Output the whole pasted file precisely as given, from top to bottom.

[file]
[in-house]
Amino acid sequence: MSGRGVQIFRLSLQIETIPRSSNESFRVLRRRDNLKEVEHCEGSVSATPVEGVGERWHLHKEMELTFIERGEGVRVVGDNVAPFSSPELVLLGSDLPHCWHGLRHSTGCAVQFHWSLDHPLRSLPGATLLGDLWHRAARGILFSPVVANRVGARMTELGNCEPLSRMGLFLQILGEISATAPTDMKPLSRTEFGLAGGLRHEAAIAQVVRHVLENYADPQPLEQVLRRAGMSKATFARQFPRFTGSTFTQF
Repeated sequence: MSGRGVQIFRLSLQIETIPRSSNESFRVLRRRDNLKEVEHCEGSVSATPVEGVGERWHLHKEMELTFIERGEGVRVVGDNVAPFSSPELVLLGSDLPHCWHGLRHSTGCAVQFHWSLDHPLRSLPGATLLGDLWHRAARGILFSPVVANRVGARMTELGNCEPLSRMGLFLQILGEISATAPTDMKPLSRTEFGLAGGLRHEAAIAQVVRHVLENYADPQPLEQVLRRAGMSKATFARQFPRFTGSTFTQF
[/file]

[in-house]
Amino acid sequence: MSGRGVQIFRLSLQIETIPRSSNESFRVLRRRDNLKEVEHCEGSVSATPVEGVGERWHLHKEMELTFIERGEGVRVVGDNVAPFSSPELVLLGSDLPHCWHGLRHSTGCAVQFHWSLDHPLRSLPGATLLGDLWHRAARGILFSPVVANRVGARMTELGNCEPLSRMGLFLQILGEISATAPTDMKPLSRTEFGLAGGLRHEAAIAQVVRHVLENYADPQPLEQVLRRAGMSKATFARQFPRFTGSTFTQF
Repeated sequence: MSGRGVQIFRLSLQIETIPRSSNESFRVLRRRDNLKEVEHCEGSVSATPVEGVGERWHLHKEMELTFIERGEGVRVVGDNVAPFSSPELVLLGSDLPHCWHGLRHSTGCAVQFHWSLDHPLRSLPGATLLGDLWHRAARGILFSPVVANRVGARMTELGNCEPLSRMGLFLQILGEISATAPTDMKPLSRTEFGLAGGLRHEAAIAQVVRHVLENYADPQPLEQVLRRAGMSKATFARQFPRFTGSTFTQF